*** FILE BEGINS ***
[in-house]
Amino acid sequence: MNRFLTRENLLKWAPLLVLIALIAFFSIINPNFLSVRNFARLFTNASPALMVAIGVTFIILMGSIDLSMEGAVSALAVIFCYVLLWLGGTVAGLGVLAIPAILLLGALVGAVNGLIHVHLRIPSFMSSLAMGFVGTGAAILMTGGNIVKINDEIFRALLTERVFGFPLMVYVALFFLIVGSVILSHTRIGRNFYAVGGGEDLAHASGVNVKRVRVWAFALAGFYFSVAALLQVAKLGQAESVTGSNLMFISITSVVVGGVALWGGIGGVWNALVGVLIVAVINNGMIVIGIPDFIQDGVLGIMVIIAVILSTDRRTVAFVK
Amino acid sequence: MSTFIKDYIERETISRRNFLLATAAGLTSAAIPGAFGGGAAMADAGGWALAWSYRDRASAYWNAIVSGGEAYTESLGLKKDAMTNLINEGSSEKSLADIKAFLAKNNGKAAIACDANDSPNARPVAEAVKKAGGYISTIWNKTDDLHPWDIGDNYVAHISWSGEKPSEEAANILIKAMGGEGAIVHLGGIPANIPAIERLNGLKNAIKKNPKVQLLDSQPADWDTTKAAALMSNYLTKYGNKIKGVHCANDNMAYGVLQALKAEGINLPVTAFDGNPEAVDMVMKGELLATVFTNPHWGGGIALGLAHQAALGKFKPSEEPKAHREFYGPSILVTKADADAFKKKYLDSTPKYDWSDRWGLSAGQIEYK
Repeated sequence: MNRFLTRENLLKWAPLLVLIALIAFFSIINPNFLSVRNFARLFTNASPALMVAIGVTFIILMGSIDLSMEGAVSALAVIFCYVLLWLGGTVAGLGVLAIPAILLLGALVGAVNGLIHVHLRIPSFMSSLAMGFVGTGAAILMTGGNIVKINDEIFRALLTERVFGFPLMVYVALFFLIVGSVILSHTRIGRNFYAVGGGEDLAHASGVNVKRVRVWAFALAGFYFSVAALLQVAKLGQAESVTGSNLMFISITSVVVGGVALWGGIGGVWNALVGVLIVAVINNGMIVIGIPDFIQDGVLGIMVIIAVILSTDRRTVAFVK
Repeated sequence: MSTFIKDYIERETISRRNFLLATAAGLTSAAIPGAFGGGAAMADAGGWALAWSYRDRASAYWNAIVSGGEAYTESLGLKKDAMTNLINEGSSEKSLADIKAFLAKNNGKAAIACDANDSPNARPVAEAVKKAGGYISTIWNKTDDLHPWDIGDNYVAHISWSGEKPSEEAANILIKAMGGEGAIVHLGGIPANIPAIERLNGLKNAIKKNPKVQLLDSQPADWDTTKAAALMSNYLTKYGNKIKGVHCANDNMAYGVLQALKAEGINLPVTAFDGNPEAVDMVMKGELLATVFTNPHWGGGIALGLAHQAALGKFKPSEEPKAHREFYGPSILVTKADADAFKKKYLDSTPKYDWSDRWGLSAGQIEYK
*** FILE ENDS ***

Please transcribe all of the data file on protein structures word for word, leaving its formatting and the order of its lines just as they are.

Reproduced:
[in-house]
Amino acid sequence: MNRFLTRENLLKWAPLLVLIALIAFFSIINPNFLSVRNFARLFTNASPALMVAIGVTFIILMGSIDLSMEGAVSALAVIFCYVLLWLGGTVAGLGVLAIPAILLLGALVGAVNGLIHVHLRIPSFMSSLAMGFVGTGAAILMTGGNIVKINDEIFRALLTERVFGFPLMVYVALFFLIVGSVILSHTRIGRNFYAVGGGEDLAHASGVNVKRVRVWAFALAGFYFSVAALLQVAKLGQAESVTGSNLMFISITSVVVGGVALWGGIGGVWNALVGVLIVAVINNGMIVIGIPDFIQDGVLGIMVIIAVILSTDRRTVAFVK
Amino acid sequence: MSTFIKDYIERETISRRNFLLATAAGLTSAAIPGAFGGGAAMADAGGWALAWSYRDRASAYWNAIVSGGEAYTESLGLKKDAMTNLINEGSSEKSLADIKAFLAKNNGKAAIACDANDSPNARPVAEAVKKAGGYISTIWNKTDDLHPWDIGDNYVAHISWSGEKPSEEAANILIKAMGGEGAIVHLGGIPANIPAIERLNGLKNAIKKNPKVQLLDSQPADWDTTKAAALMSNYLTKYGNKIKGVHCANDNMAYGVLQALKAEGINLPVTAFDGNPEAVDMVMKGELLATVFTNPHWGGGIALGLAHQAALGKFKPSEEPKAHREFYGPSILVTKADADAFKKKYLDSTPKYDWSDRWGLSAGQIEYK
Repeated sequence: MNRFLTRENLLKWAPLLVLIALIAFFSIINPNFLSVRNFARLFTNASPALMVAIGVTFIILMGSIDLSMEGAVSALAVIFCYVLLWLGGTVAGLGVLAIPAILLLGALVGAVNGLIHVHLRIPSFMSSLAMGFVGTGAAILMTGGNIVKINDEIFRALLTERVFGFPLMVYVALFFLIVGSVILSHTRIGRNFYAVGGGEDLAHASGVNVKRVRVWAFALAGFYFSVAALLQVAKLGQAESVTGSNLMFISITSVVVGGVALWGGIGGVWNALVGVLIVAVINNGMIVIGIPDFIQDGVLGIMVIIAVILSTDRRTVAFVK
Repeated sequence: MSTFIKDYIERETISRRNFLLATAAGLTSAAIPGAFGGGAAMADAGGWALAWSYRDRASAYWNAIVSGGEAYTESLGLKKDAMTNLINEGSSEKSLADIKAFLAKNNGKAAIACDANDSPNARPVAEAVKKAGGYISTIWNKTDDLHPWDIGDNYVAHISWSGEKPSEEAANILIKAMGGEGAIVHLGGIPANIPAIERLNGLKNAIKKNPKVQLLDSQPADWDTTKAAALMSNYLTKYGNKIKGVHCANDNMAYGVLQALKAEGINLPVTAFDGNPEAVDMVMKGELLATVFTNPHWGGGIALGLAHQAALGKFKPSEEPKAHREFYGPSILVTKADADAFKKKYLDSTPKYDWSDRWGLSAGQIEYK